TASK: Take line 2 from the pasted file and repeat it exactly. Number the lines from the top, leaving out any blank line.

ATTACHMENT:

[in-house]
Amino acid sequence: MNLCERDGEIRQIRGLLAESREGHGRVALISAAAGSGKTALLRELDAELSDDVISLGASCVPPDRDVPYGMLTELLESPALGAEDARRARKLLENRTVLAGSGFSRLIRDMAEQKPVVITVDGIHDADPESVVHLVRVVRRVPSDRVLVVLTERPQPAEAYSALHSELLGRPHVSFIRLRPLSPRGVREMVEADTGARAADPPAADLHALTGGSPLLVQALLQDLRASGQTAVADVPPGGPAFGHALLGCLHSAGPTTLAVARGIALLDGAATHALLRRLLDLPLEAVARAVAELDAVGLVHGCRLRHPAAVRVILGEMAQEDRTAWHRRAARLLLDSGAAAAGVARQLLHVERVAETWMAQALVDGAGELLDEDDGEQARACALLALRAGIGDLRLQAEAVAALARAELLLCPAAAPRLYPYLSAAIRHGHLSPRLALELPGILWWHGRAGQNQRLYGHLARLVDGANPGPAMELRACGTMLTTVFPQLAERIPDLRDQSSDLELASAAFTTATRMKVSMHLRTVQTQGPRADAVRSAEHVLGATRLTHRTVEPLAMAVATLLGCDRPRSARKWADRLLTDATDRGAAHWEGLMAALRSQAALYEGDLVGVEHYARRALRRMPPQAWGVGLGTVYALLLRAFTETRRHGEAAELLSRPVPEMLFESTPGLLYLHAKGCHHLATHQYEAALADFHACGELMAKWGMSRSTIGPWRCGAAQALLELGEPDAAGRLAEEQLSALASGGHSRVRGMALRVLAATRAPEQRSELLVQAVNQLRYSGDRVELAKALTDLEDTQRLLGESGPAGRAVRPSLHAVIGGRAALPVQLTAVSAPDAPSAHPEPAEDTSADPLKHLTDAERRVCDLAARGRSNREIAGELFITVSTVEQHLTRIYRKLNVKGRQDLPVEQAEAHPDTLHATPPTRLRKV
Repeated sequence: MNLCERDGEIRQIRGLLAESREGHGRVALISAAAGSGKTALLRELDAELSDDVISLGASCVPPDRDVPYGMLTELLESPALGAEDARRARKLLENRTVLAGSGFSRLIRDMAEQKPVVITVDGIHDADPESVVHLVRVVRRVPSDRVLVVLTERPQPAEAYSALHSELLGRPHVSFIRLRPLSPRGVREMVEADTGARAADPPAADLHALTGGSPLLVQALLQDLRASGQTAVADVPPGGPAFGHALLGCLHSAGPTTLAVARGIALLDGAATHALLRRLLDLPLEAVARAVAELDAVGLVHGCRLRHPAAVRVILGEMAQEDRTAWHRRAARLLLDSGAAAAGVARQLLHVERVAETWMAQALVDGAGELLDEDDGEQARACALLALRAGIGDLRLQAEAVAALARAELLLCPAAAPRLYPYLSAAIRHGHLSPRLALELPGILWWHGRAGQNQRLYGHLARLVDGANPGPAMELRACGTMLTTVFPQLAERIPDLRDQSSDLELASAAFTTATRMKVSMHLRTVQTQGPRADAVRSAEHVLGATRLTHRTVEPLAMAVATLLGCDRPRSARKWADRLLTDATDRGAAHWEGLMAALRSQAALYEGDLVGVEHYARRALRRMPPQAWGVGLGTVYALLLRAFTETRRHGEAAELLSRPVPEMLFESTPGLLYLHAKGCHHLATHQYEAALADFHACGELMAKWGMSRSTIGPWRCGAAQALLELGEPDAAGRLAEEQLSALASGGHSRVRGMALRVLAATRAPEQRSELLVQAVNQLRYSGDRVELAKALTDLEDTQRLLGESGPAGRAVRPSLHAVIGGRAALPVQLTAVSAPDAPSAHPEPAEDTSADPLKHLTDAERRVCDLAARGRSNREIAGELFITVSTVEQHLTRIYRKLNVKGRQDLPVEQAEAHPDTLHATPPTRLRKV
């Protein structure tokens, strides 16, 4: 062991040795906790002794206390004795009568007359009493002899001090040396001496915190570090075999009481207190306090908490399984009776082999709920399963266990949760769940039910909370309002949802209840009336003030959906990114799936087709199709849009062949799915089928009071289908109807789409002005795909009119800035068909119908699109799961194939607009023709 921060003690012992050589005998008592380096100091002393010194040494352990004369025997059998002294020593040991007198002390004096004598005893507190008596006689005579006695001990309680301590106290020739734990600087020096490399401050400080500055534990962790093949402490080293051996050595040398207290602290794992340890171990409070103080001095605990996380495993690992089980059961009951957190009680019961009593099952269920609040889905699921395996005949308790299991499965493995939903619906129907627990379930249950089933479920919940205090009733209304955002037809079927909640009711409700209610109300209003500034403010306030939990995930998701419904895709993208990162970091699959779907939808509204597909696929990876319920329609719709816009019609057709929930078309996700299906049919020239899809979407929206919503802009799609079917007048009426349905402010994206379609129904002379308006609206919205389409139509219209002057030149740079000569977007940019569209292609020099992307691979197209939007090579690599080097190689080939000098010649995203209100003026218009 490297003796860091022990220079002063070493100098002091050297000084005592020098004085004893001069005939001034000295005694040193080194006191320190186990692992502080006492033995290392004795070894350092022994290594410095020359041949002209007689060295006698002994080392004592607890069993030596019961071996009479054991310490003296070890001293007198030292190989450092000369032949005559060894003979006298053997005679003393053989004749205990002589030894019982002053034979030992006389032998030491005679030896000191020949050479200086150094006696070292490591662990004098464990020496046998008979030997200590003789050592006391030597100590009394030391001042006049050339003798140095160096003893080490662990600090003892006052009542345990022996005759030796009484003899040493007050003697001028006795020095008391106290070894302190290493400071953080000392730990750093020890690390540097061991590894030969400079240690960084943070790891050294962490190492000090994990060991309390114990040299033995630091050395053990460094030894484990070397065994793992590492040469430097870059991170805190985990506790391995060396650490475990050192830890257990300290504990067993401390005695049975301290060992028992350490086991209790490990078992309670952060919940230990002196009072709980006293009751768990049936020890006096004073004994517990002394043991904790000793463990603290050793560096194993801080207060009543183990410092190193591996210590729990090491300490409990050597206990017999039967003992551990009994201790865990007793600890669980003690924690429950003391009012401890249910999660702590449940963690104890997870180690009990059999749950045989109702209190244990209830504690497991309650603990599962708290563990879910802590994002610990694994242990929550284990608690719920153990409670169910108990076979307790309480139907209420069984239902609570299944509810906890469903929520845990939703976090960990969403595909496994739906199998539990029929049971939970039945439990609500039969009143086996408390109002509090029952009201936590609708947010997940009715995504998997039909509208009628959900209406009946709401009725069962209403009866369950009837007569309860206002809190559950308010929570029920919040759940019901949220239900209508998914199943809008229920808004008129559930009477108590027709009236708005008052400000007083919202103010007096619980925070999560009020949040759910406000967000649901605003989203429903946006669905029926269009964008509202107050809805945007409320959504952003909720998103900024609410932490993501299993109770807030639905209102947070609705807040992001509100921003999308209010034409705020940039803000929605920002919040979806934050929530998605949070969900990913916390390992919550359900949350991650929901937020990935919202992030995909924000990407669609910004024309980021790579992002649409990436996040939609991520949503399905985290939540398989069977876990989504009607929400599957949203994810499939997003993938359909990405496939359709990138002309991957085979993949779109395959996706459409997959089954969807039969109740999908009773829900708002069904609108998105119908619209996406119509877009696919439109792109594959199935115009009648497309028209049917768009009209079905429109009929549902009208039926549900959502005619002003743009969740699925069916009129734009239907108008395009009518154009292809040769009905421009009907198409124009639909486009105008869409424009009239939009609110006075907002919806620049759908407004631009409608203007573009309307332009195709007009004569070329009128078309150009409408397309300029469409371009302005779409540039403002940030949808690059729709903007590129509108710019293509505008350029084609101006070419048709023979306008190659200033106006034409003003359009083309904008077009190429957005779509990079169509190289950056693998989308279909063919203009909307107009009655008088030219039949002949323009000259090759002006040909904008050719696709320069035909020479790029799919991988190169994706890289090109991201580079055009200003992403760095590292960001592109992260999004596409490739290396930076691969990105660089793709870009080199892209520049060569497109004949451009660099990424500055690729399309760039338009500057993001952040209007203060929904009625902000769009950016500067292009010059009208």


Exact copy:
Amino acid sequence: MNLCERDGEIRQIRGLLAESREGHGRVALISAAAGSGKTALLRELDAELSDDVISLGASCVPPDRDVPYGMLTELLESPALGAEDARRARKLLENRTVLAGSGFSRLIRDMAEQKPVVITVDGIHDADPESVVHLVRVVRRVPSDRVLVVLTERPQPAEAYSALHSELLGRPHVSFIRLRPLSPRGVREMVEADTGARAADPPAADLHALTGGSPLLVQALLQDLRASGQTAVADVPPGGPAFGHALLGCLHSAGPTTLAVARGIALLDGAATHALLRRLLDLPLEAVARAVAELDAVGLVHGCRLRHPAAVRVILGEMAQEDRTAWHRRAARLLLDSGAAAAGVARQLLHVERVAETWMAQALVDGAGELLDEDDGEQARACALLALRAGIGDLRLQAEAVAALARAELLLCPAAAPRLYPYLSAAIRHGHLSPRLALELPGILWWHGRAGQNQRLYGHLARLVDGANPGPAMELRACGTMLTTVFPQLAERIPDLRDQSSDLELASAAFTTATRMKVSMHLRTVQTQGPRADAVRSAEHVLGATRLTHRTVEPLAMAVATLLGCDRPRSARKWADRLLTDATDRGAAHWEGLMAALRSQAALYEGDLVGVEHYARRALRRMPPQAWGVGLGTVYALLLRAFTETRRHGEAAELLSRPVPEMLFESTPGLLYLHAKGCHHLATHQYEAALADFHACGELMAKWGMSRSTIGPWRCGAAQALLELGEPDAAGRLAEEQLSALASGGHSRVRGMALRVLAATRAPEQRSELLVQAVNQLRYSGDRVELAKALTDLEDTQRLLGESGPAGRAVRPSLHAVIGGRAALPVQLTAVSAPDAPSAHPEPAEDTSADPLKHLTDAERRVCDLAARGRSNREIAGELFITVSTVEQHLTRIYRKLNVKGRQDLPVEQAEAHPDTLHATPPTRLRKV